Why are there no ordered dictionaries?

Magnus Lycka lycka at carmen.se
Tue Nov 22 16:06:51 CET 2005


Christoph Zwerschke wrote:
> I still believe that the concept of an "ordered dictionary" ("behave 
> like dict, only keep the order of the keys") is intuitive and doesn't 
> give you so much scope for ambiguity. 

Sure. Others think so too. The problem is that if you and these other
people actually write down exactly how this unambigous ordered dict
should behave, you'll end up with a dozen different sets of semantics,
which can be divided in at least three main groups.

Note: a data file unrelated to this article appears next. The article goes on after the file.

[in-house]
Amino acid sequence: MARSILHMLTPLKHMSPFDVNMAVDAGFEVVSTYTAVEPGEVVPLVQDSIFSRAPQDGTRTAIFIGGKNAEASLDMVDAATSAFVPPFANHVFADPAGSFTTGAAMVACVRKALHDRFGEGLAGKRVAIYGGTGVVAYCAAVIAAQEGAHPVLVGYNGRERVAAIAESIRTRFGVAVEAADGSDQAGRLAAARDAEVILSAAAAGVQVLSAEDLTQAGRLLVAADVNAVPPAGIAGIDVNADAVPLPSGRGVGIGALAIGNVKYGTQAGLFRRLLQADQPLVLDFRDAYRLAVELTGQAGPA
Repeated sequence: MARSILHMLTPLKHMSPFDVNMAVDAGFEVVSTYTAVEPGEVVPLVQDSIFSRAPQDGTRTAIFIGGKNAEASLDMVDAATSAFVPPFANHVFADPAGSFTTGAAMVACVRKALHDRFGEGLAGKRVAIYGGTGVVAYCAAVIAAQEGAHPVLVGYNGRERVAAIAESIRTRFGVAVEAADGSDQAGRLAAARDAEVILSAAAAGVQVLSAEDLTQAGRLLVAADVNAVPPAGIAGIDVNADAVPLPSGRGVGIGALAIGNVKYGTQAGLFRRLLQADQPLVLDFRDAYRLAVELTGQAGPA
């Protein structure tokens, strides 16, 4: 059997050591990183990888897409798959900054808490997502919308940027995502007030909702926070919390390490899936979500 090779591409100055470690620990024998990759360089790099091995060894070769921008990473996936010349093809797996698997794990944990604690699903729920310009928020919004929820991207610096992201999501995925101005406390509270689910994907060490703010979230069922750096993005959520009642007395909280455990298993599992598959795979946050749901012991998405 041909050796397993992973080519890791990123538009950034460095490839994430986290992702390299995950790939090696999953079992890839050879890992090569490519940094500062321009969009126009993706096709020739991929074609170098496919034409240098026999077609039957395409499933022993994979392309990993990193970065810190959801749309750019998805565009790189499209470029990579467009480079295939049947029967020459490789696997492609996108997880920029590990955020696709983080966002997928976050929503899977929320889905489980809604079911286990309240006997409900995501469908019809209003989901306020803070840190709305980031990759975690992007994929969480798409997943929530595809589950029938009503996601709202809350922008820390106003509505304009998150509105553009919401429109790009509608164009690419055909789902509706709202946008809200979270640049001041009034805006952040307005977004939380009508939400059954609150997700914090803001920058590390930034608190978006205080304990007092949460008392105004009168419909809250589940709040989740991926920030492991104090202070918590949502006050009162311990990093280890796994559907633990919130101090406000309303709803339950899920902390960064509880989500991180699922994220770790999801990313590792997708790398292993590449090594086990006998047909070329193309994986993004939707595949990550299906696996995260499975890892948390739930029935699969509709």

People use different idioms, and often gather collections of classes
and functions that fit their style of coding and their typical problem
domains. There is nothing wrong with that, and they might well be made
publically available if they are more generally useful.

When adding things to the standard library, there are some more things
to consider, particularly for something general such as an odict class:
Is is general enough, and does it add enough value to outweigh the
increased cognitive burden of more classes/functions/types in the
library?

For a beginner, it's easy to believe that things would be easier if
the tool you use had already solved the problem you have at hand for
you, but it turns out that the world has so many problems, that you
would end up with a impenetrable forest of standard library modules
if we actually tried to achieve this.



More information about the Python-list mailing list